She was the first woman to row the full length of Marble and Grand Canyons in 1952.

Let’s just point out that in the 1940s commercial rafting was at its beginnings, but as soon as the 1950s, Georgie started guiding trips by herself. And by 1961 she had taken more passengers down the river than any other guide. She founded her own company called Georgie’s Royal River Rats, guided trips on other rivers as well, but always held Colorado to a higher standard. As she said: “You could be a river rat on other rivers, but you could only be a royal river rat on the Grand Canyon.” Her last trip on the river was in 1991, just before her 80th birthday. She died a year later, after running North America’s biggest white water for 45 years. In 2001, Twenty-Four Mile Rapid on Colorado was named Georgie’s Rapid by the U.S. Board of Geographic Names in her honor.

After her death, her friends found a pistol and a marriage license in the name of George and Bessie Hyde. Which led to a great deal of controversy regarding her identity. Some still remain convinced that she, in fact, was Bessie Hyde, a young woman that was thought to have disappeared in the Grand Canyon with her husband while on their honeymoon. That George was abusive and that she shot him, climbed her way out of the canyon, and started a new life under a new name.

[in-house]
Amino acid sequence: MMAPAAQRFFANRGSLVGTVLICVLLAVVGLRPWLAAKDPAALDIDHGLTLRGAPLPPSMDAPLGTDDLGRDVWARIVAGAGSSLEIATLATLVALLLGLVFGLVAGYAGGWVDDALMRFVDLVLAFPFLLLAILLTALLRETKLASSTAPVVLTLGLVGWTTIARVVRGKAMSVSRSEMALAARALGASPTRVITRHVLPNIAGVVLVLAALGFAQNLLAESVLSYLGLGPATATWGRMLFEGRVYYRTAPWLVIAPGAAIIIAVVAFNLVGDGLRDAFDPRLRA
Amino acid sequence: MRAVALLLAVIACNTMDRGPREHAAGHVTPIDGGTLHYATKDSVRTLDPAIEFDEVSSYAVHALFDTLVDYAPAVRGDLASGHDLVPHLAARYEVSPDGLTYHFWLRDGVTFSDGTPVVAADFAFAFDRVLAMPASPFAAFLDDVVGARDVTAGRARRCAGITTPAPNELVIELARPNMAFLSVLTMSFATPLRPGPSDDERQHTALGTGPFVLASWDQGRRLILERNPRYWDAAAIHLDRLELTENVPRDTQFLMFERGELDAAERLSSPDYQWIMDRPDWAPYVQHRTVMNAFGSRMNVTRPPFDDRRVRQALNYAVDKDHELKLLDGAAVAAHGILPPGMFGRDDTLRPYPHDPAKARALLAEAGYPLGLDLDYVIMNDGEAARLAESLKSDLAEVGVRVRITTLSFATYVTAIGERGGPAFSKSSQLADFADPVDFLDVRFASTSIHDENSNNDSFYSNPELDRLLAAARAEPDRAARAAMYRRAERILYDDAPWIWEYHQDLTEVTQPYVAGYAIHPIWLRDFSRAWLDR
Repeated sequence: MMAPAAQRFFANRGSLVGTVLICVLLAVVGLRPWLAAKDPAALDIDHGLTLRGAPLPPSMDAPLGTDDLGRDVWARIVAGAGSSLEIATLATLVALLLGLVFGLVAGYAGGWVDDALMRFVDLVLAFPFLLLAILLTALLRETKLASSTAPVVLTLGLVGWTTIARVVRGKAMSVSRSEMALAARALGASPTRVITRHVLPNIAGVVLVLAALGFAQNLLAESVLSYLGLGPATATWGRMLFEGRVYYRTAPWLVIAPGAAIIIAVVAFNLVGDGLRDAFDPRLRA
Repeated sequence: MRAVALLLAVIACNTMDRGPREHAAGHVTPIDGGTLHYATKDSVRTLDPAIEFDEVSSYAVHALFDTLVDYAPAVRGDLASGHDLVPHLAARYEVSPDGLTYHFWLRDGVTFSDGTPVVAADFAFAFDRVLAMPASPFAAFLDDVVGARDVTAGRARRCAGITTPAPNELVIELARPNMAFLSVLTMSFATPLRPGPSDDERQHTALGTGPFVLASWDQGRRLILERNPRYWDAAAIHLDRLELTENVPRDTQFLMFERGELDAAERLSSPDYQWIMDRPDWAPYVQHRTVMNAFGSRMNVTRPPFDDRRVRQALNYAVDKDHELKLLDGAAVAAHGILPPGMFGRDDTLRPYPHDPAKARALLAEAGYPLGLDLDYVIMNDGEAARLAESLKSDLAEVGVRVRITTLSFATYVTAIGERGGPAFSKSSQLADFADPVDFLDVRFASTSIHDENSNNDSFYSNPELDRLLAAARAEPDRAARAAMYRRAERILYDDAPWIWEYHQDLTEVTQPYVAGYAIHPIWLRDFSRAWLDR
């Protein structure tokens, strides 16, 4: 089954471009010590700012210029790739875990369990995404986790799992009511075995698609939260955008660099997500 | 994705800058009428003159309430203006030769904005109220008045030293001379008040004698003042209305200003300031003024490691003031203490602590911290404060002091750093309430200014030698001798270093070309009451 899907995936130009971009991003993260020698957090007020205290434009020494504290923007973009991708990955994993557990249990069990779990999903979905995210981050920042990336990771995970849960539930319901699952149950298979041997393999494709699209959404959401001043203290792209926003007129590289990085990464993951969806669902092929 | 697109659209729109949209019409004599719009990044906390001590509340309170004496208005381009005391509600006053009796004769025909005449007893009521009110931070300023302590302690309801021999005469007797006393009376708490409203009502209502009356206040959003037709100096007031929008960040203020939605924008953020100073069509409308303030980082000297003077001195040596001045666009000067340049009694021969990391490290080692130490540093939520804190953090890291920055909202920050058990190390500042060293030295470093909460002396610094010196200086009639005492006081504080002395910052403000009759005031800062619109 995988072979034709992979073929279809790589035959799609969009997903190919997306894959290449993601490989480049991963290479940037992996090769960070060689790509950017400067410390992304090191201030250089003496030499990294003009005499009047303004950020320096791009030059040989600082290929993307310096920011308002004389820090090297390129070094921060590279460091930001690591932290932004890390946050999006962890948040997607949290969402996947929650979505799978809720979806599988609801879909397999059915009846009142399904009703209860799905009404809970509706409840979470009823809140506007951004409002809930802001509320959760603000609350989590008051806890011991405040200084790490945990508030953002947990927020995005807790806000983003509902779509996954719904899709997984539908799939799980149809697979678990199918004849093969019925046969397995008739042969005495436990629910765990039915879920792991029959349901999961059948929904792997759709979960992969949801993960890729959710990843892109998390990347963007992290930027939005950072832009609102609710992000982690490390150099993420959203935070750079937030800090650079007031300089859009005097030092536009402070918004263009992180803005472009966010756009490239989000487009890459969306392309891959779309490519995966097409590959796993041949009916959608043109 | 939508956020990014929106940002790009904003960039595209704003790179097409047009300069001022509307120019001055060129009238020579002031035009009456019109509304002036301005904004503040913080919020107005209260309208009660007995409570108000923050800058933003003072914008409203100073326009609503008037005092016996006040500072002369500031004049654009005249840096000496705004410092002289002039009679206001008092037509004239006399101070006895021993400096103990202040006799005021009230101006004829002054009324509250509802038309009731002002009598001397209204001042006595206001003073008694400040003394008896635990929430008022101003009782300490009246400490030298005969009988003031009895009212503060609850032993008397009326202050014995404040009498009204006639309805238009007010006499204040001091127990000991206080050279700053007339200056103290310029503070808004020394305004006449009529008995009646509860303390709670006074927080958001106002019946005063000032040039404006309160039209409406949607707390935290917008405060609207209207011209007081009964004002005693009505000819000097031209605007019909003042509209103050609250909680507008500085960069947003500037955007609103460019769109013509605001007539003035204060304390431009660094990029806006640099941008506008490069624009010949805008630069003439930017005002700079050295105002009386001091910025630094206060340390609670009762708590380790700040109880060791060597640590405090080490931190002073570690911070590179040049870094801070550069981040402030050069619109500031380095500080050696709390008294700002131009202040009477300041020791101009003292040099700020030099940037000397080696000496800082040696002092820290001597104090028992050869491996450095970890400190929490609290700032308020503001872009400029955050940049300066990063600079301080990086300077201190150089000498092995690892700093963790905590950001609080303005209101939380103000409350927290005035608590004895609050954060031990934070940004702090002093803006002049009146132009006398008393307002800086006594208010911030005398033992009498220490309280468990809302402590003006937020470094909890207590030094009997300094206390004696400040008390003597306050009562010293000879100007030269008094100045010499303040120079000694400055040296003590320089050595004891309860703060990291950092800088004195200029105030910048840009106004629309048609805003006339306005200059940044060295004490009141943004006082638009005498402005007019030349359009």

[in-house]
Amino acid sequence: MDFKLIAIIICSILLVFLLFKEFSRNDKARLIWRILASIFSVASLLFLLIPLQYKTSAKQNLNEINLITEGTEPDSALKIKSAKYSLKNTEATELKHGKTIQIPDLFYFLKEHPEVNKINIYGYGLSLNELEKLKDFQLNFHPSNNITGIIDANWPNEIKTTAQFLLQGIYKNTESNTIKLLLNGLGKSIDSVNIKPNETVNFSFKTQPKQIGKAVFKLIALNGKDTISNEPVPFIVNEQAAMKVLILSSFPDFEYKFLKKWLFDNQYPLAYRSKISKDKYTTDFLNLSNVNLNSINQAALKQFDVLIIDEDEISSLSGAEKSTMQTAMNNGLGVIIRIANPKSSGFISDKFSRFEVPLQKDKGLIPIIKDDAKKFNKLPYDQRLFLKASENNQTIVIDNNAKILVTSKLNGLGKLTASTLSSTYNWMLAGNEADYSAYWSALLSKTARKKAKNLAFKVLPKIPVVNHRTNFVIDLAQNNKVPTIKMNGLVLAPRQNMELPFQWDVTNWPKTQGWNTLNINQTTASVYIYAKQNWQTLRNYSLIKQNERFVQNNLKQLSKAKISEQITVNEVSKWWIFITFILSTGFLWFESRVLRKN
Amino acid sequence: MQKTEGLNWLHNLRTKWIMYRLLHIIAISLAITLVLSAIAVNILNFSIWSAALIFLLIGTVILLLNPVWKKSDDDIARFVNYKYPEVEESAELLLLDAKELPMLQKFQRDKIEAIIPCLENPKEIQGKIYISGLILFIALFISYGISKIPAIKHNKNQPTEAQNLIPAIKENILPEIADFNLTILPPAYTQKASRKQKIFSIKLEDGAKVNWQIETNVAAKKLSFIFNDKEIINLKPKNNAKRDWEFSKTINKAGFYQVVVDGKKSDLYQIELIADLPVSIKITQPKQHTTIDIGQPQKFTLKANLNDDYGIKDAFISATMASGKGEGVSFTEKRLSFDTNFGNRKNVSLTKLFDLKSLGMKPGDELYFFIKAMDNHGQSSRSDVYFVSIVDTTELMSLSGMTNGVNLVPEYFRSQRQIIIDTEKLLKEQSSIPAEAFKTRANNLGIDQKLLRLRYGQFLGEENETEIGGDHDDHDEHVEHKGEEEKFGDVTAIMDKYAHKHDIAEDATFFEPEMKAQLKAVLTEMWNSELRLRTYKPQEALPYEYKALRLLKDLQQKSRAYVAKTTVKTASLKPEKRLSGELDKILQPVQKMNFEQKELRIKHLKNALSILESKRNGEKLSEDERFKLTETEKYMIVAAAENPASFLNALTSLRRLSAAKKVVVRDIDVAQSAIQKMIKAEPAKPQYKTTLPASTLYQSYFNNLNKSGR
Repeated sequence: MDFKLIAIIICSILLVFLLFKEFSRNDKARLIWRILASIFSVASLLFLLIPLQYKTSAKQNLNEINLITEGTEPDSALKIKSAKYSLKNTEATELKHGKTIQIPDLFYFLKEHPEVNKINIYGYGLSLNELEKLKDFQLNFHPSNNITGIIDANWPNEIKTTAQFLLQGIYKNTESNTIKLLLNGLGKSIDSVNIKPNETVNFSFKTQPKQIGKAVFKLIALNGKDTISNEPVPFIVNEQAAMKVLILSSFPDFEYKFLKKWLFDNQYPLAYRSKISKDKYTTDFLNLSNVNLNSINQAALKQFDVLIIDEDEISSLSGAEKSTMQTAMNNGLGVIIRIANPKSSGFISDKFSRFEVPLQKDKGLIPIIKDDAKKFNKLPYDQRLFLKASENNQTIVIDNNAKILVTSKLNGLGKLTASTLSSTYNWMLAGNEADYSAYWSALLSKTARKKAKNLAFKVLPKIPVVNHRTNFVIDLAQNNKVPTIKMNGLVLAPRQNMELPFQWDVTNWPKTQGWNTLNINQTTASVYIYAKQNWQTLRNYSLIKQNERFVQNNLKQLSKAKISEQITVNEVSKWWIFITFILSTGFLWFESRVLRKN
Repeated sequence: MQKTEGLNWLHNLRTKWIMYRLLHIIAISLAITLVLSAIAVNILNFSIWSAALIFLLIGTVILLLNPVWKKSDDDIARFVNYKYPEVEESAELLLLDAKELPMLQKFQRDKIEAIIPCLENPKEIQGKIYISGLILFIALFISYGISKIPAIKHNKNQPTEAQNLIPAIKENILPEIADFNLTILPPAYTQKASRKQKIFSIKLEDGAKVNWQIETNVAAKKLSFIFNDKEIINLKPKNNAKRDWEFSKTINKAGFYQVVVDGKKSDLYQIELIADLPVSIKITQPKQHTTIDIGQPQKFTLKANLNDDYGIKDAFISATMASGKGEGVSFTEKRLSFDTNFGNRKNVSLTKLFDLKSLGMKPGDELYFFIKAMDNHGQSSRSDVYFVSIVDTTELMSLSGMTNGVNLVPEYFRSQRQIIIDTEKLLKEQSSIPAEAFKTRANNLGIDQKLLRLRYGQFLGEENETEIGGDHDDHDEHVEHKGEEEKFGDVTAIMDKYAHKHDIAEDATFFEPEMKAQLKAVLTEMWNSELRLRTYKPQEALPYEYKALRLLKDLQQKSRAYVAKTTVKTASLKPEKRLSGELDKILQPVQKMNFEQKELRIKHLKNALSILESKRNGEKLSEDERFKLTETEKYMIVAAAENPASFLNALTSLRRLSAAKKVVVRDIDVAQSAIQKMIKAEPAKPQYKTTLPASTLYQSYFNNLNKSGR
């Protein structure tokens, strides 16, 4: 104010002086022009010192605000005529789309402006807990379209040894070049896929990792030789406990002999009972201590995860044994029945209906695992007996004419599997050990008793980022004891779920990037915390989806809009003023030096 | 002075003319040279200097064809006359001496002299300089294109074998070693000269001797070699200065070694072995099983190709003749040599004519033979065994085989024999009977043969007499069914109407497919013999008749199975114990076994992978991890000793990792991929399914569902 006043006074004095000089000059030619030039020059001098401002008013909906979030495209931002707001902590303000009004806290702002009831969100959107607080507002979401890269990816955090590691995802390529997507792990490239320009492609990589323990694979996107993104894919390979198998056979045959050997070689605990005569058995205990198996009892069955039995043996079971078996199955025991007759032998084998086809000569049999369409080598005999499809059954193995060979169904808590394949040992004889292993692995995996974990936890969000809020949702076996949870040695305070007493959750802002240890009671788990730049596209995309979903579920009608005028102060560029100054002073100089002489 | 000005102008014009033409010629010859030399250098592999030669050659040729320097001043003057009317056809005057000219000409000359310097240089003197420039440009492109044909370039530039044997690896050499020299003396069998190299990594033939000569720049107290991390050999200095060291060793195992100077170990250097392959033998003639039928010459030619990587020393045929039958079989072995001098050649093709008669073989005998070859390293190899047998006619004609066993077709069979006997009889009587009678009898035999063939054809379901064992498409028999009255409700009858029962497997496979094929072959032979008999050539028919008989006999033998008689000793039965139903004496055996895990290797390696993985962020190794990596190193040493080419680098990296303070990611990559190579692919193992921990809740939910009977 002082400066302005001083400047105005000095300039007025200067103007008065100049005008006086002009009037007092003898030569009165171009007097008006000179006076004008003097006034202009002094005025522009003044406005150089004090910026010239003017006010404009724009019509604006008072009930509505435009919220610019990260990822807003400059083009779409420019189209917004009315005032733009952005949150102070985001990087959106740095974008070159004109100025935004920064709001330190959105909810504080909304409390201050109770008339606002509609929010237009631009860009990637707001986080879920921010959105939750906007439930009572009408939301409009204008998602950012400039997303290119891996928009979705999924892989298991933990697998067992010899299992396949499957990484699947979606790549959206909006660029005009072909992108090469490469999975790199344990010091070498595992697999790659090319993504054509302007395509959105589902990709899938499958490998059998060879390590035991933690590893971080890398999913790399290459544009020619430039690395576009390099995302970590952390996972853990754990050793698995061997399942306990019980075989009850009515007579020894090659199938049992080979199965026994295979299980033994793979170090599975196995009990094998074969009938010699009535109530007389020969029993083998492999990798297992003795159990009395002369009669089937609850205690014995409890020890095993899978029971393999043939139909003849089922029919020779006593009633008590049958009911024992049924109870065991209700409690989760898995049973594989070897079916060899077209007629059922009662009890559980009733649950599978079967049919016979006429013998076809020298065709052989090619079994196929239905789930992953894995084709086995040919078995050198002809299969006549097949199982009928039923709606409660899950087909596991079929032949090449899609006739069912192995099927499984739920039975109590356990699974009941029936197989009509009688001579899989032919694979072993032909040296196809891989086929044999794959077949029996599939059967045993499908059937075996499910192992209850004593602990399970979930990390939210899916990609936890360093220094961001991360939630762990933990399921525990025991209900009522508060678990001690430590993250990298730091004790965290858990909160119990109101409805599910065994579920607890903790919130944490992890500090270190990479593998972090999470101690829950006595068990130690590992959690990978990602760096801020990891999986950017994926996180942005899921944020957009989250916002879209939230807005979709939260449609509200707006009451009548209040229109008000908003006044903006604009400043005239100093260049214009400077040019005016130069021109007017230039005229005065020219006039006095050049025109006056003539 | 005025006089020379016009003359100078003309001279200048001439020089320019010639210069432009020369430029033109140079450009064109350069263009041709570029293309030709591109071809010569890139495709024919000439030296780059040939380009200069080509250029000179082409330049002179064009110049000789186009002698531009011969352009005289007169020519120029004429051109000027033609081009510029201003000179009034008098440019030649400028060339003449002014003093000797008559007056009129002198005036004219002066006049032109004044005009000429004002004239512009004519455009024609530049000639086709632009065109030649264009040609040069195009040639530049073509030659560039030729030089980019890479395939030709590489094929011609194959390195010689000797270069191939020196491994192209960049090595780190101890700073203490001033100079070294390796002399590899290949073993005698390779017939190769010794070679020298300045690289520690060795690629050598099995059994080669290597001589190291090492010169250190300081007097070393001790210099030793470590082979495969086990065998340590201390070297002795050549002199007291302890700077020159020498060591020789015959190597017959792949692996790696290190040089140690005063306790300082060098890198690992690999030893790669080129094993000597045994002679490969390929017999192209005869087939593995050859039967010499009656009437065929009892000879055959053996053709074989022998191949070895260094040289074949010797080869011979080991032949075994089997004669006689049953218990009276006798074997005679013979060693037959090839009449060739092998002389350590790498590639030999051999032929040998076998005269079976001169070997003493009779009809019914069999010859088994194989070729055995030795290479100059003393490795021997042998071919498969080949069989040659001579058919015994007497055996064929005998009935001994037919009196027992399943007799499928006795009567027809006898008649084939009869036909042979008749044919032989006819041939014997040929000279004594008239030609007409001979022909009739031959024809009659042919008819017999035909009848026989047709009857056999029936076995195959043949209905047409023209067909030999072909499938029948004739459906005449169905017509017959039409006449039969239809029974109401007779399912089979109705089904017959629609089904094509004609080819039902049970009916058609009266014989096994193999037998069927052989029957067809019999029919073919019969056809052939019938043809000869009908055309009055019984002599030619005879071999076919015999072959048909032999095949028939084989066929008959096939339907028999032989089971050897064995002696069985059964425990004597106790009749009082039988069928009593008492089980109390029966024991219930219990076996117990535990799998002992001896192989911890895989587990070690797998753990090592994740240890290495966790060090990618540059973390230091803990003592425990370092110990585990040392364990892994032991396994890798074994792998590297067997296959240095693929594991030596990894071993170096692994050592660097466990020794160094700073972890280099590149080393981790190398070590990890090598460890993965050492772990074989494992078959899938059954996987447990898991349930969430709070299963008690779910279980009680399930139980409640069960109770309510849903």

Adventures Women
Isabella Bird

Isabella Bird.

Isabella was born in the 19th century, in 1831 to be more precise. She suffered from different health issues from early childhood which compelled her to spend certain periods of the year in areas with more beneficial climates. Being the daughter of a Church of England Minister, she was educated and had significant funds to spend on her travels which started as a result of her illness but later on became her lifestyle. Her first travels outside Britain took her to Australia, then to Hawaii where she climbed Mauna Kea and Mauna Loa. After that, she went to the US, to a new state at the time – Colorado, because she heard the air there was beneficial for the sick. In 1873, she passed more than 800 miles of the Rocky Mountains on a horse riding frontwards like a man (which was unprecedented for women at the time).

After a short time back in Britain, she continued her travels, but this time in Asia – she visited Japan, China, Korea, Vietnam, Singapore, and Malaysia. Even when getting older, her zeal for traveling hadn’t diminished. In her 60ies, she set off for India where she visited missions and set up a hospital. Later on, she visited Ladakh on the borders with Tibet, Persia, Kurdistan, and Turkey. Her final great journey led her to the Yangtze and Han rivers in China and Korea in 1897. Just a couple of months before her death, she visited Morocco where she traveled among the Berbers. During her life, she published several books about her travels, was featured in different journals and magazines and became somewhat of a household name at the time. She was the first woman included in the Royal Geographical Society. Most of the time, she traveled alone and unarmed.